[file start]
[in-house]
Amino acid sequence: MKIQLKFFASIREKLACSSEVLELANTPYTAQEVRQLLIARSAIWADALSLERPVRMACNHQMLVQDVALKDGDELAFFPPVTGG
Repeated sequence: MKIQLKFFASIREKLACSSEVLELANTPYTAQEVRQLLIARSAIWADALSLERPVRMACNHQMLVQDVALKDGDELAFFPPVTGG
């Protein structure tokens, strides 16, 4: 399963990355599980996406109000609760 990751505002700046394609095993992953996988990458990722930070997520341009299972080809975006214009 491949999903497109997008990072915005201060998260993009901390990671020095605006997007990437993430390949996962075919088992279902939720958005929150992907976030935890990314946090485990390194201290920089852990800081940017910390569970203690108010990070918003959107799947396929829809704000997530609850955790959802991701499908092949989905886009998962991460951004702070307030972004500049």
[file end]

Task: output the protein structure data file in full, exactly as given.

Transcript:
[in-house]
Amino acid sequence: MKIQLKFFASIREKLACSSEVLELANTPYTAQEVRQLLIARSAIWADALSLERPVRMACNHQMLVQDVALKDGDELAFFPPVTGG
Repeated sequence: MKIQLKFFASIREKLACSSEVLELANTPYTAQEVRQLLIARSAIWADALSLERPVRMACNHQMLVQDVALKDGDELAFFPPVTGG
């Protein structure tokens, strides 16, 4: 399963990355599980996406109000609760 990751505002700046394609095993992953996988990458990722930070997520341009299972080809975006214009 491949999903497109997008990072915005201060998260993009901390990671020095605006997007990437993430390949996962075919088992279902939720958005929150992907976030935890990314946090485990390194201290920089852990800081940017910390569970203690108010990070918003959107799947396929829809704000997530609850955790959802991701499908092949989905886009998962991460951004702070307030972004500049």